CNBC's Jim Cramer said Monday his negativity toward oil stocks is not about environmentalism but economics.
"I am not here, though, to take political stands. My job is to help you try to make money," the "Mad Money" host said.
"And the honest truth is I don't think I can help you make money in the oil and gas stocks anymore," he added.
Cramer's comments followed proclamations the former hedge-fund manager made Friday, when he compared fossil fuel stocks to tobacco companies.
"I'm done with fossil fuels ... they're just done," he said then. "You're seeing divestiture by a lot of different funds. It's going to be a parade. It's going to be a parade that says, 'Look, these are tobacco and we're not going to own them.'"
Cramer said Monday he has taken heat for his stance in recent days, but he was not backing down from it.
Fossil fuel stocks, he said, "feel like a slowly melting ice cube, a wasting asset that will have down revenues unless the price of crude jumps and stays higher."
"But after recent events, I don't know what's going to make that happen," Cramer said, referencing the lack of sustained oil hikes following major events in the Middle East, including a September attack on Saudi Arabian oil facilities and an Iranian rocket attack against military bases in Iraq in January.
And oil fell to its lowest level in more than a year Monday as fears mount about the coronavirus. OPEC is reportedly considering a cut in production to dampen the loss of demand brought about by the illness.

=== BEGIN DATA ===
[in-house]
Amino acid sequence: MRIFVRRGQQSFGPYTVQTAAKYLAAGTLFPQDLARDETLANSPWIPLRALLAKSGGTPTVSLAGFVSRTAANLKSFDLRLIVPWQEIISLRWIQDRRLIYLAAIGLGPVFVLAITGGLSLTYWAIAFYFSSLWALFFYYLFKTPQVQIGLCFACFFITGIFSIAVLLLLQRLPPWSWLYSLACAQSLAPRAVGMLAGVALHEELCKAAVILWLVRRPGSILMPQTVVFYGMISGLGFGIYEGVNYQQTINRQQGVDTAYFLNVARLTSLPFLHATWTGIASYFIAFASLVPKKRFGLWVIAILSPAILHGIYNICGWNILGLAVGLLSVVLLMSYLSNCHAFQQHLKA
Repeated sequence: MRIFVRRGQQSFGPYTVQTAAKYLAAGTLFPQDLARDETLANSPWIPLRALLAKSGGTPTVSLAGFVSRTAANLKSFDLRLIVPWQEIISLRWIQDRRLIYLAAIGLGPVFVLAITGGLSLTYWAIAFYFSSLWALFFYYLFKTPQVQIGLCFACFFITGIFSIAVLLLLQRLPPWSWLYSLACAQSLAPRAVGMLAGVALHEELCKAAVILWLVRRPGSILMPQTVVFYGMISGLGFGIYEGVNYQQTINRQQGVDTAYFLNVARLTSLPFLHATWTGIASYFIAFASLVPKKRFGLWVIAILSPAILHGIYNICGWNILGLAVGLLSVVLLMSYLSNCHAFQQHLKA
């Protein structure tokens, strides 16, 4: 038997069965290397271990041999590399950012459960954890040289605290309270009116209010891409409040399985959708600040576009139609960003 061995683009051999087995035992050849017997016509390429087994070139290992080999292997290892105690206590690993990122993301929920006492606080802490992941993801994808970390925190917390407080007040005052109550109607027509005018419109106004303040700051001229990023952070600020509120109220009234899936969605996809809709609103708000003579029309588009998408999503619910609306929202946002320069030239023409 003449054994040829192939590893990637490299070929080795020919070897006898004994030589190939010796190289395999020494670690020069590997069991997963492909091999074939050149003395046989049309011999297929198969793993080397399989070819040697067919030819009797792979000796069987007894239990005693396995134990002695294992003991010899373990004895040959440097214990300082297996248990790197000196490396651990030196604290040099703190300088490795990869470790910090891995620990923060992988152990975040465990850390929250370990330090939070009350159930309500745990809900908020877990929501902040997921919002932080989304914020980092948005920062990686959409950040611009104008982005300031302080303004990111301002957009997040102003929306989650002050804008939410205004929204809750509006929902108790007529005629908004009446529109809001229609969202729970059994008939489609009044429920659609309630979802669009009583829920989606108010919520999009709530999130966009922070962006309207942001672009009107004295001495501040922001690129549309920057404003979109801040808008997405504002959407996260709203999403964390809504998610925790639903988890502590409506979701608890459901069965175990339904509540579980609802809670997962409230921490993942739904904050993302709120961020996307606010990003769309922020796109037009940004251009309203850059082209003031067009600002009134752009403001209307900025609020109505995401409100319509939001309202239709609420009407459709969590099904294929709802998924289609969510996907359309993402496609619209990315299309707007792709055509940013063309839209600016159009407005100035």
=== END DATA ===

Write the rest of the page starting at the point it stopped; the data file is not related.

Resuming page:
Cramer said he knows his decision to not recommend oil stocks is in contrast to advice he used to give. But that's because state of play is dramatically different, he explained.
"I love the environment, but that never stopped me from recommending the oil stocks for my entire career," he said.
That was fine advice when Wall Street did not prioritize issues of sustainability and carbon emission reduction, Cramer said.
Fink, whose firm has more than $7 trillion in assets under management, recently warned that climate change will soon cause a "significant reallocation of capital."
"This is not about what I think. It's not about my opinions — you have to check your own opinions at the door," Cramer said. "But when a critical mass of money managers [is] behaving this way, you have to care because their buying and selling is what drives stock prices."
Shares of the electric-vehicle maker rose nearly 20% during the session, notching an intraday high of $786.14. Tesla closed at $780 and is up almost 150% in the last year.
Cramer has called Tesla the "ultimate Larry Fink stock."
Exxon, by contrast, closed at $60.73, its lowest level in about a decade. Shares of the Irving, Texas-based oil company are down about 20% in the last year.
"And the reason I think they're on the wrong side of history has nothing to do with politics and everything to do with the fact that Tesla was up huge today and Exxon's stock was down after Goldman Sachs, of all places, downgraded the stock from hold to sell," Cramer said.
Disclosure: Cramer's charitable trust owns shares of Goldman Sachs.